Rescuers pulled nine bodies, including those of three children, from a bus winched off a river bottom and dragged to shore Thursday, three days after the vehicle was swept off the road by floods in central Vietnam.
The remains of five additional passengers, including two brothers, were found floating elsewhere in the Lam River, bringing the number of confirmed dead to 14. Six other people were still missing but presumed dead, as crews used cranes to tug the bus to the riverbank, said Nguyen Nhat, deputy governor of Ha Tinh province. Eighteen other people managed to escape to safety.
Divers located the bus Wednesday just downstream from where it disappeared, but officials said it was stuck in sand and mud about 40 feet (12 meters) down on the river bottom, and they didn't pull it up until Thursday. Thousands of onlookers watched the work from a nearby vantage point, while family members stood by somberly.
Some burned incense and prayed at an altar with fruit and flowers set up beside the riverbank. Others, like Nguyen Van Vu, 28, sat quietly on the ground, staring into the water. He lost his wife and 7-month-old baby, and broke down in tears after seeing their bodies among those recovered from the bus.
"We were only married a year ago," he said, softly. "She was going with our daughter to Nam Dinh province for her younger sister's wedding."
The bus, traveling from the Central Highlands province of Dak Nong to northern Nam Dinh province, was caught in murky, fast-moving water early Monday after the driver ignored police warnings and attempted to plow through the flooded area on the country's main north-south highway.
The vehicle's engine stalled and it was knocked off balance before being pulled under by the current.
Some passengers managed to break a window, but survivors said many people remained trapped inside when the bus began to sink and disappear.
In the past week, parts of central Vietnam have suffered the worst flooding in more than 30 years. At least 45 other people have died.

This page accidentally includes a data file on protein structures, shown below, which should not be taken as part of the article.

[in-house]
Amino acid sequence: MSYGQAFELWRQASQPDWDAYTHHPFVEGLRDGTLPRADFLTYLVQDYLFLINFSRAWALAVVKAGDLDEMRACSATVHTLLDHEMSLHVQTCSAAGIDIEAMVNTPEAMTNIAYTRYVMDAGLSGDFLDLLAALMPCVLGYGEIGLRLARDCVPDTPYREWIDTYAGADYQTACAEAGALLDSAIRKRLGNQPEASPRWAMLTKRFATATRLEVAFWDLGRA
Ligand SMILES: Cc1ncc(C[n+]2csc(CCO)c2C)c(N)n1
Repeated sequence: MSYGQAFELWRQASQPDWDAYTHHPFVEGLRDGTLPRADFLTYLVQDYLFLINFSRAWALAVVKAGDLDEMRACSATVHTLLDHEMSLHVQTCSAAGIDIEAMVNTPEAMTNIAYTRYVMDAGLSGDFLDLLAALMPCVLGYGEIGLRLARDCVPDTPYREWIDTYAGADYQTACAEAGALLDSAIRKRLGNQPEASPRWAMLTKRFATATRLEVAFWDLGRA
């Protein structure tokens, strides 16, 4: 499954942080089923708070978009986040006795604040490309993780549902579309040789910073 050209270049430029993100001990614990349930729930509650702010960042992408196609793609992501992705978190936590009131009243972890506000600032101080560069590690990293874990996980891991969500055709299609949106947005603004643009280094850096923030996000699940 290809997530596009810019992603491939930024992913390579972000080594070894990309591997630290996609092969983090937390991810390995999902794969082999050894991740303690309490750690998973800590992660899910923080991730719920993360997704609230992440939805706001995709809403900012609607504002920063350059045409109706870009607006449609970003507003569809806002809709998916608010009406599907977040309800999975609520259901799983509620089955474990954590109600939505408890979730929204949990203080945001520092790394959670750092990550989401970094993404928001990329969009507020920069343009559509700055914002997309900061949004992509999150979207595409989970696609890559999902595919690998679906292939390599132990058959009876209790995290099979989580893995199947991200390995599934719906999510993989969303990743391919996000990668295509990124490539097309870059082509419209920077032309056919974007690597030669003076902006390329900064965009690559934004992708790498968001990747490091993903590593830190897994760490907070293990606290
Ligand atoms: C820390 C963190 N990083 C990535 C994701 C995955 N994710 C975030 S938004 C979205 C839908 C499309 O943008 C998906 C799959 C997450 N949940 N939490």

Vietnam, a tropical country mapped by a spider web of rivers, is prone to storms and flooding that kill hundreds of people every year. The central region has been punished especially hard in the past month. The first round of flooding two weeks ago killed 66 people.
As work began to haul the bus up, police in orange life vests patrolled the swift water, looking for additional bodies.
Officials closed off the road to traffic, but thousands climbed a mountain overlooking the riverbank to watch. They clapped and yelled when the first bodies were fished from the water. The crowd erupted into cheers when the blue, white and green bus was finally hoisted from the muddy river.
After the bodies were identified, they were cleaned and placed in coffins for transport back to their home villages. But some loved ones desperate for closure were left to wait longer.
Tran Dang Luc, 47, survived the ordeal on the bus, but watched his 18-year-old son and 16-year-old niece sink into the water after they both called out to him that they couldn't swim. They were not among those found Thursday.
"I will remain here until the bodies of my son and niece are recovered," he said. "I just cannot leave this place. My last wish is to have the bodies for a proper burial."
Associated Press writer Tran Van Minh contributed to this report from Nghi Xuan, Vietnam.